On this day in 1853, Solomon Northup – a Black, free-born American from New York – regained his freedom after 12 years of illegal enslavement. Having worked as a violinist and farmer in the Northern states (where slavery was illegal), Northup travelled to Washington, DC, for work in 1841. Soon after his arrival, Northup made some new friends, who ended up drugging and kidnapping him. Northup was then sold to James H. Birch, a local slave dealer, for $650 ($19,216.69 if adjusted for inflation). Birch brought the kidnapped Northup south to Louisiana, where he was worked nearly to death and viciously abused by his various owners.
By 1852, Northup had been in captivity for nearly 12 years, and his family still had no idea what had happened to him. But a Canadian carpenter with abolitionist views named Samuel Bass came to work on the same plantation as Northup that year and, appalled by Northup’s story, began writing letters to the New York Legislature. An attorney by the name of Henry B. Northup (a distant relative of Solomon) travelled to Louisiana, where he confronted Northup’s then-owner, a horrifically abusive man named Edwin Epps. After some argument, Epps reluctantly handed Northup over to the attorney.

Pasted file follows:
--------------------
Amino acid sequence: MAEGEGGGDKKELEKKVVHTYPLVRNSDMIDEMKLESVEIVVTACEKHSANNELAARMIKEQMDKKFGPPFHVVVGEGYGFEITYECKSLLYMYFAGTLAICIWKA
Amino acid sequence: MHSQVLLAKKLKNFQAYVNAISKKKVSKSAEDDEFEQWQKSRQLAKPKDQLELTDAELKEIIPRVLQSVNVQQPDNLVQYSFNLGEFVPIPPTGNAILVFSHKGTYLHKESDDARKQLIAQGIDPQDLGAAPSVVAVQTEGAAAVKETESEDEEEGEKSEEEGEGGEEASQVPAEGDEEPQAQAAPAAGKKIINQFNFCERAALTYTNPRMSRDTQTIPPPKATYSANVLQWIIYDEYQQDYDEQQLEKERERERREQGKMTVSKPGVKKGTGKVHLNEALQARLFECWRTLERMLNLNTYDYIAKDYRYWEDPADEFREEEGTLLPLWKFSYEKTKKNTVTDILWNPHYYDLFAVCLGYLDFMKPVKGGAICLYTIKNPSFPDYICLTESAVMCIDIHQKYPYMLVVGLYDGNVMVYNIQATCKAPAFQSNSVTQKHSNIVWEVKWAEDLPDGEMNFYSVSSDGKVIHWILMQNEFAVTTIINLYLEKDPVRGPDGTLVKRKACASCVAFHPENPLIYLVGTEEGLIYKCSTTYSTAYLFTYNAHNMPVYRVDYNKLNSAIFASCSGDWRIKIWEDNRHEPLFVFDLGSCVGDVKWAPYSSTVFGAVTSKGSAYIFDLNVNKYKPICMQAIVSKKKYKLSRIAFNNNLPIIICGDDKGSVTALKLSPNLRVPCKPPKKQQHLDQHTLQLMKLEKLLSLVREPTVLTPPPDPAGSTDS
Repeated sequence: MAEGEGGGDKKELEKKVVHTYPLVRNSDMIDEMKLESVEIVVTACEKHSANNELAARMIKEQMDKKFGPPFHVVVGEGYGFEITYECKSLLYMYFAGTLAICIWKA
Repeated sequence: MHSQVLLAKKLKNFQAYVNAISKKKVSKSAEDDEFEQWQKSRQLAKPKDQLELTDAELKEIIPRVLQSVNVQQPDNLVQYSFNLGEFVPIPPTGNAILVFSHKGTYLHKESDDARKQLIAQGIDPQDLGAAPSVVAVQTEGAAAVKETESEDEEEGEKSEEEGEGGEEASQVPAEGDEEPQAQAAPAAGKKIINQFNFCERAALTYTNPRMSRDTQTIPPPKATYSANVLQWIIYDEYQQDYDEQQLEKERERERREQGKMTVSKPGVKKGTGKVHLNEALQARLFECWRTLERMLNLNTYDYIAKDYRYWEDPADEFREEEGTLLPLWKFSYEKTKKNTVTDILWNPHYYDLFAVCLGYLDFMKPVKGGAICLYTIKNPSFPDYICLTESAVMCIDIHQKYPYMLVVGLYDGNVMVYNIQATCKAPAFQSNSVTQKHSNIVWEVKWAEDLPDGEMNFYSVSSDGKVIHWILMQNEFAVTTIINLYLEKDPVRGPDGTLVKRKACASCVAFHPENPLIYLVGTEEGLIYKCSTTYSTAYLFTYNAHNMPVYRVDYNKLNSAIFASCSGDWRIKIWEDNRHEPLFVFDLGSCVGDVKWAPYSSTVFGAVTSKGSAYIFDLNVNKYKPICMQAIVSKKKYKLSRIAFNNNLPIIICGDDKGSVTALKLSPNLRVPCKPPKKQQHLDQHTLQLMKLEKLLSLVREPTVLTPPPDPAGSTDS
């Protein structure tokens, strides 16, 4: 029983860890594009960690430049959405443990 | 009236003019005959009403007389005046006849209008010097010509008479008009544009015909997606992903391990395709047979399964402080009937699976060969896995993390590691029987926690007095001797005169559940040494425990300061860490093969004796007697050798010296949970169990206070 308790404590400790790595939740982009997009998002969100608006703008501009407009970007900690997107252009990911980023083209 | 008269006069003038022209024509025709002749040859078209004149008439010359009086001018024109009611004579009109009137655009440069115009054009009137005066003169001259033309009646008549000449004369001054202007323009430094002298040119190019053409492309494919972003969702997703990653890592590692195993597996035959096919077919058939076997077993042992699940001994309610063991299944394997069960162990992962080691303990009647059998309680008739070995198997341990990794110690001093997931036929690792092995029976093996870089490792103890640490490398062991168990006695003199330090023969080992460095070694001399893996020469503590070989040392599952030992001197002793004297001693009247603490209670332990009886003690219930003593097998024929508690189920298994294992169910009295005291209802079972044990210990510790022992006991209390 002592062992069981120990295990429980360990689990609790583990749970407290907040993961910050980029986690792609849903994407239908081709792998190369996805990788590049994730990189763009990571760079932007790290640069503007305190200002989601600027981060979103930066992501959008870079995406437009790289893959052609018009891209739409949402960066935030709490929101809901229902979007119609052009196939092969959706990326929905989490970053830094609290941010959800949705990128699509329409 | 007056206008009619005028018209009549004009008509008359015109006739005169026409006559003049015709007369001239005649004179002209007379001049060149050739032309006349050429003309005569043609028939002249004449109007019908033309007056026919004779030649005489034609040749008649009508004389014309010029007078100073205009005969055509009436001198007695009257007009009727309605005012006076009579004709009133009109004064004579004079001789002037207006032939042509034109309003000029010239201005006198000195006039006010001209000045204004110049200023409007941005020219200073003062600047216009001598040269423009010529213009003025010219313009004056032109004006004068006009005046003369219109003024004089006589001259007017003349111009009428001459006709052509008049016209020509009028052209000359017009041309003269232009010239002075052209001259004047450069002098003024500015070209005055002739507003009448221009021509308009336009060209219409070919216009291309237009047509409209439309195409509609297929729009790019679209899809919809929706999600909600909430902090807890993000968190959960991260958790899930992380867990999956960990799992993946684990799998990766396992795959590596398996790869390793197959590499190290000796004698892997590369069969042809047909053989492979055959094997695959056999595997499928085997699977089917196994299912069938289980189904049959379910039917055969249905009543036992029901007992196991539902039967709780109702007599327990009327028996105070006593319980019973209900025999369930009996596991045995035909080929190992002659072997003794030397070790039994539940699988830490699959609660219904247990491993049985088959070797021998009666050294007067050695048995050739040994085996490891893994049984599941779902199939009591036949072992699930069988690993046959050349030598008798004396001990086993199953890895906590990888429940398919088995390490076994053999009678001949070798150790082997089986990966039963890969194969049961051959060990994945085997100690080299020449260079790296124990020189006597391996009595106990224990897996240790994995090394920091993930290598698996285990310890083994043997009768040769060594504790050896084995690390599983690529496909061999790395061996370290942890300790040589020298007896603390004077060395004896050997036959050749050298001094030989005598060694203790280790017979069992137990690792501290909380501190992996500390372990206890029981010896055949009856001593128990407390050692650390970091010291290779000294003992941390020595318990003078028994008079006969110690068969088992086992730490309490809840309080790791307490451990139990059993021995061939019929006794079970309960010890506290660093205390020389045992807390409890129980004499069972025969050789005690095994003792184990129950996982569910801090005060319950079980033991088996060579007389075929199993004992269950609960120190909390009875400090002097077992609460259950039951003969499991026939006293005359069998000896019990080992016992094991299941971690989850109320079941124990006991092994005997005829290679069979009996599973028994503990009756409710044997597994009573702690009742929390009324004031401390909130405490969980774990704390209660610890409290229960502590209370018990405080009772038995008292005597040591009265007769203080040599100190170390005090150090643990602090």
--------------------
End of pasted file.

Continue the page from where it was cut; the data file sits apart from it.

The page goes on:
Solomon Northup regained his freedom on January 4th, 1853, and joined his shocked family in New York soon after. Many of the men involved with Northup’s kidnapping were charged, but all were acquitted. Northup’s memoir, titled 12 Years a Slave, meticulously detailed his horrendous treatment at the hands of his masters and helped dispel many myths about the supposedly “comfortable” existence of slaves in the American South. It also revealed just how much the Southern economy truly relied on slaves, and how so much of Southern culture revolved around their free labour. Although Northup was far from the only free Black person to be kidnapped for the slave market, his experience helped galvanize the abolitionist movement in the United States which resulted in the 13th Amendment, or the abolition of slavery, in the early 1860s.